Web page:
Microsoft Visual Studio 2010
The cat's out of the bag! Hours ago at PDC '08, I got to watch Anders unveiled the new C# 4.0 language features that we've been working on. This unveiling was accompanied by some fantastic demos of our work in action. Even though I've been working on this stuff for the past year, I was still completely blown away by his demos.
I've gotten the chance to work on quite a few of those features, so over the next while, I'll be sharing with you all some of the things that we're doing, and will be anxiously awaiting your feedback.
So first off, for those of you who haven't heard, here are the language features that we're working on, and a brief description of them.
- Dynamic binding. We've introduced a new type, dynamic, which behaves much like object, but allows the operations performed on your object to be bound at runtime instead of compile time.
- Named and Optional parameters. You can now specify default values for your parameters, allowing them to be optionally specified at the call site. We've also added the ability for your arguments to be passed by name, so that you can specify exactly which arguments you want to give, and refrain from specifying the rest (assuming they're optional).
- Com interop features. We've done quite a bit of work to improve COM interop. These include:
- No ref for COM calls. For all COM calls that take ref arguments, you can specify an argument without a ref, and the compiler will generate a local for you and generate a ref to that local as the argument.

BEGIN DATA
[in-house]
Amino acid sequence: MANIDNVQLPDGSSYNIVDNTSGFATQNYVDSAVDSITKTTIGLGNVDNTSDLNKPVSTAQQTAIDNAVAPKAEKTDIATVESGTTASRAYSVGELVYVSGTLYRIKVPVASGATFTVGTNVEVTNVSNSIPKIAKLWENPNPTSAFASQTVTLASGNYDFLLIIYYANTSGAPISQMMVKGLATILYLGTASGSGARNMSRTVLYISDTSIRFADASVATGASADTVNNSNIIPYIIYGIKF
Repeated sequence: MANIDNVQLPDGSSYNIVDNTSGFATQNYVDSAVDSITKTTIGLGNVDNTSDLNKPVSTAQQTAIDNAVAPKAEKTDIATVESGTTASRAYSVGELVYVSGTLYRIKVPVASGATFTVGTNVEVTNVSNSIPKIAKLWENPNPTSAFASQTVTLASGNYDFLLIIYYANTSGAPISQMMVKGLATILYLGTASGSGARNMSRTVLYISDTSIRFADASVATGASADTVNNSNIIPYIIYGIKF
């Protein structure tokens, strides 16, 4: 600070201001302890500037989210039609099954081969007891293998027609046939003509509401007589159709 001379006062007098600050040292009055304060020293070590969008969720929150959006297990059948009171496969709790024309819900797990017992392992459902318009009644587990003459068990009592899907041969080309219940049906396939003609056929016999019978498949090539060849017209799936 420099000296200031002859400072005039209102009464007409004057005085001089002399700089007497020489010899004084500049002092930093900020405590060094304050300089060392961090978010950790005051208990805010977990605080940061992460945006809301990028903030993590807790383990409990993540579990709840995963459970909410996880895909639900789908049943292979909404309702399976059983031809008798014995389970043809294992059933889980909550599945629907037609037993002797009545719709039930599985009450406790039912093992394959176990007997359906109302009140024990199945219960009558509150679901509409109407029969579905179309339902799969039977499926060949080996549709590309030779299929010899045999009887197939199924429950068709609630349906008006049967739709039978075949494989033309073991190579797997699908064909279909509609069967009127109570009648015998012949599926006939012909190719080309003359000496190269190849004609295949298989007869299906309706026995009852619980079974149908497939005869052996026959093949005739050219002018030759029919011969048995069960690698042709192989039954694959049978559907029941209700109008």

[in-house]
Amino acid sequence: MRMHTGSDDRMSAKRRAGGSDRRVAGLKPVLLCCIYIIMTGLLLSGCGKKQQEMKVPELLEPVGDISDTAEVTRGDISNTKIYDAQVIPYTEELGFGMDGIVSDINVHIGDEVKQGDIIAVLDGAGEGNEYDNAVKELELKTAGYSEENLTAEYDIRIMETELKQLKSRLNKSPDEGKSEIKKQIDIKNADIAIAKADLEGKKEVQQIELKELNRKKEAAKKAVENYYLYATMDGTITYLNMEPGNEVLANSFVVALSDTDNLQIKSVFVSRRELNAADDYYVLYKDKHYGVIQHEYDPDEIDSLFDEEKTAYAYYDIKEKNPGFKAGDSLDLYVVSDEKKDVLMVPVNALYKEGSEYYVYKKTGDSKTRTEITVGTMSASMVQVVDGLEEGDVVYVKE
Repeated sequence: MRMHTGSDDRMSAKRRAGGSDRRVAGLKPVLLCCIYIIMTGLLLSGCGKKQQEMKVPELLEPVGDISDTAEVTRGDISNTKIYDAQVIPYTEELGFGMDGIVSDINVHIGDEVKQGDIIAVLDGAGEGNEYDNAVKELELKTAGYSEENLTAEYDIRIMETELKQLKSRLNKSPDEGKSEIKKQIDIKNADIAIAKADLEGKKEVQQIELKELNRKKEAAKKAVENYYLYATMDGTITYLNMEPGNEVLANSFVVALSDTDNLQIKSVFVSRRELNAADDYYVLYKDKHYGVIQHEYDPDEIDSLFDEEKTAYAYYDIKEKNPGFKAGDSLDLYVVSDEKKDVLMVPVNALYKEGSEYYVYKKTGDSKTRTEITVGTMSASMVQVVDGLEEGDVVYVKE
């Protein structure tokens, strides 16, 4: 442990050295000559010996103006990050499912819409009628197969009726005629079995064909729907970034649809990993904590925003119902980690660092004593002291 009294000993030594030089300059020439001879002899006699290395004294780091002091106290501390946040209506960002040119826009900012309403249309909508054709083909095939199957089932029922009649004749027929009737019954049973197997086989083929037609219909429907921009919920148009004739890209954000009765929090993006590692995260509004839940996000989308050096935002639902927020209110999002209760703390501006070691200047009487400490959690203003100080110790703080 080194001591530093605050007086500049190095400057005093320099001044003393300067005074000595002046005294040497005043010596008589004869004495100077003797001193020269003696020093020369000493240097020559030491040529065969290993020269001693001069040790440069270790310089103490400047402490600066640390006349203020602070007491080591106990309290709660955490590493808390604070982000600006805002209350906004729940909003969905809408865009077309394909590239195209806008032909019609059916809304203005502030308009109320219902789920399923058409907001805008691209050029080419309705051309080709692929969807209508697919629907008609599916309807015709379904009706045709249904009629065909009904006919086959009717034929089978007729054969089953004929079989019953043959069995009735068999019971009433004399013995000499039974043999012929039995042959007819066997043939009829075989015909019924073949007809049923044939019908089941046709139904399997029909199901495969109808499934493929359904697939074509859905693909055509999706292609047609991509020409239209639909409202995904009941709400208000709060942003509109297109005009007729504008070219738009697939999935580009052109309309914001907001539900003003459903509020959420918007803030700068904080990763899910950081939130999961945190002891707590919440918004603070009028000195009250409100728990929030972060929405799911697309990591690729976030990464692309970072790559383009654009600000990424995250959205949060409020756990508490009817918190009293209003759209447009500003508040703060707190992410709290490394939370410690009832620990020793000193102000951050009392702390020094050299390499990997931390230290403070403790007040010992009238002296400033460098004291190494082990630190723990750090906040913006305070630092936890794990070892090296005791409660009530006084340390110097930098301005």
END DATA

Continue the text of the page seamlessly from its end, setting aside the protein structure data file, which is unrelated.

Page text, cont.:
- No PIA. We have introduced the ability to deploy your applications which use Primary Interop Assemblies (PIAs) without referencing the actual PIA at runtime. This allows compiling against them, but not needing to ship them with your application.
- Implicit dynamic for COM types. We now give you the option of turning all objects returned from COM into dynamics so that you can perform late bound calls off of them instead of having to cast the result in order to make it useful.
- Variance. We've introduced covariance and contravariance into the language for interface types and delegate types. For those looking for an excellent in-depth description of variance, visit Eric Lippert's blog.
All of these features are available in our CTP release, which is available here.
Stay tuned for more on these topics, including samples and detailed descriptions of what happens behind the scenes. I'll also discuss some of the design considerations that we took, and would love to get your feedback on those as well.